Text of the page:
Guidance

Protection of Trading Interests (retained blocking regulation)

How UK persons are protected when trading with countries subject to extraterritorial laws.

Introduction

The Protection of Trading Interests legislation protects UK persons trading with countries affected by the extraterritorial application of certain laws.

These laws are currently US sanctions against Iran and Cuba. These extraterritorial sanctions seek to regulate the activities of non-US persons in any jurisdiction.

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The Protection of Trading Interests legislation protects UK persons by:

  • making it illegal for protected persons to comply with the legislation imposing the proscribed sanctions, both directly and indirectly, as set out in full in Article 5 of the retained Blocking Regulation
  • making it illegal for protected persons to fail to inform the Secretary of State for International Trade within 30 days of obtaining information that their economic interests have been affected by the legislation imposing the proscribed sanctions, as set out in full in Article 2 of the retained Blocking Regulation
  • allowing protected persons to recover damages arising from the application of the legislation imposing the proscribed sanctions, as set out in full in Article 6 of the retained Blocking Regulation
  • allowing protected persons to request an authorisation to comply with the legislation imposing the proscribed sanctions, if not doing so would cause serious damage to their interests or the interests of the UK, as set out in full in Articles 5 and 7 of the retained Blocking Regulation and the retained Implementing Regulation

Protected persons

The Protection of Trading Interests legislation protects all people and businesses listed, regardless of how many people they employ or the nature of their business.

A protected person is:

  • a UK national resident in the UK
  • a non-national resident in the UK
  • any legal person incorporated in the UK
  • a UK national providing maritime transport services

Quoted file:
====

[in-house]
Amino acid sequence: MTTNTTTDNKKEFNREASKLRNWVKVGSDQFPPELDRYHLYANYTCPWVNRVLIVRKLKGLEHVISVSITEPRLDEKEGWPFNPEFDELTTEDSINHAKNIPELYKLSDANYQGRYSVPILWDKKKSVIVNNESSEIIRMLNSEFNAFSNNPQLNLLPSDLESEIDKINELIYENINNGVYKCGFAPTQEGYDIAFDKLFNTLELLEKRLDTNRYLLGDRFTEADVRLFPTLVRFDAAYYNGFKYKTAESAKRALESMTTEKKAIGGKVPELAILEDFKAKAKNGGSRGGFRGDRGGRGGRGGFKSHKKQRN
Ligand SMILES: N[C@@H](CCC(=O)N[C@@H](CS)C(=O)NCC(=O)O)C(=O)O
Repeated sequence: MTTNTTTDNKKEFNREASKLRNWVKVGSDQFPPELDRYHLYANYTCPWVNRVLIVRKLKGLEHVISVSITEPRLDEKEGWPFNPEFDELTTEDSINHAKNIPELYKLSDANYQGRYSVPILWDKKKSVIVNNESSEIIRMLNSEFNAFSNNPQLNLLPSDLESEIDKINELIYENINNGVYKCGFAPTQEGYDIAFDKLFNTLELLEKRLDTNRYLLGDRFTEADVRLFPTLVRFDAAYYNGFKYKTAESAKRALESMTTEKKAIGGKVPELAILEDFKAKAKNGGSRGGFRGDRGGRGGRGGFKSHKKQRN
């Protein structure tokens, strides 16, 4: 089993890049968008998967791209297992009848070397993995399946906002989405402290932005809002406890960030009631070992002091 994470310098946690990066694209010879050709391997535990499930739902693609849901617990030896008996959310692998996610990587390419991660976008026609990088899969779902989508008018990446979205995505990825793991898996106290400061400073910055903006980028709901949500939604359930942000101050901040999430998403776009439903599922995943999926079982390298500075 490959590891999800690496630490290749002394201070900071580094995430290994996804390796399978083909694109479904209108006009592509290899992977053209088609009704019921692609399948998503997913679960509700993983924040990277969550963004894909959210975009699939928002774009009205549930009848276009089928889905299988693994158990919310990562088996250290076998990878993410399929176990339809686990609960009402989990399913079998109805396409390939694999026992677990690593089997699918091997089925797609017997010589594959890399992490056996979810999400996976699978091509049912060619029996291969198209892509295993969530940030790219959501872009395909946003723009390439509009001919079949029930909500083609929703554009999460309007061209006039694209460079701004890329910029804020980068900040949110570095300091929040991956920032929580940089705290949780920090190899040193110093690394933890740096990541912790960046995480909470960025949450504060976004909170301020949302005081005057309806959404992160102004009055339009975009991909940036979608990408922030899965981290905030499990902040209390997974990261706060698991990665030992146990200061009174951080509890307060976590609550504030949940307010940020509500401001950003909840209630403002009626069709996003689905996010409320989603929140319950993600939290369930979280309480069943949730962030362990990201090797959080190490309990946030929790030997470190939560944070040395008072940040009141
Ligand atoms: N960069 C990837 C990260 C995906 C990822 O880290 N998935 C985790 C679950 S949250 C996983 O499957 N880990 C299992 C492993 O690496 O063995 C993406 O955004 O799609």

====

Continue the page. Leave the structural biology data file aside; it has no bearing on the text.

• any legal person (wherever incorporated) providing maritime transport services and controlled by a national of the UK, where the vessel is registered in the UK
  • any other natural person physically present within the UK, including within its territorial waters or air space, or in any aircraft or on any vessel under the jurisdiction or control of the UK acting in a professional capacity

Actions and enforcement

Breaches of Article 2 and Article 5 of the retained Blocking Regulation are criminal offences in the UK, punishable by a fine. However, the intention of the Protection of Trading Interests legislation is to protect UK persons from the extraterritorial effect of legislation imposing the proscribed sanctions.

Protected persons must notify the Department for International Trade (DIT) if they consider that their interests have been affected by the legislation imposing the proscribed sanctions. You must do this within 30 days of obtaining information that leads you to consider that your interests have been affected.

If you are a consumer or small business and you think a UK financial institution has breached the retained Blocking Regulation and your interests have been affected, you also have the right to take your complaint to the free Financial Ombudsman Service which will consider what is fair and reasonable in all the circumstances of the case. You may also consider filing a civil claim to recover damages incurred.

Licences from the US

If protected persons requested a licence from US authorities to be exempt from legislation imposing the proscribed sanctions it would be compliance with said sanctions. This is in breach of the retained Blocking Regulation.

Nevertheless, protected persons may request authorisation from the Secretary of State to apply for such a licence from the US authorities.

Report your affected interests

Notify DIT that your interests have been affected, by completing the Protection of Trading Interests: report your affected interests form (ODT, 38.2KB).

The Secretary of State for International Trade will consider whether to undertake a review and decide to refer the notified matter for investigation. This could result in the possible prosecution of the person you allege complied with legislation imposing the proscribed sanctions. The time taken to complete the review will vary depending on the facts of the case and how quickly additional information, if required, is provided.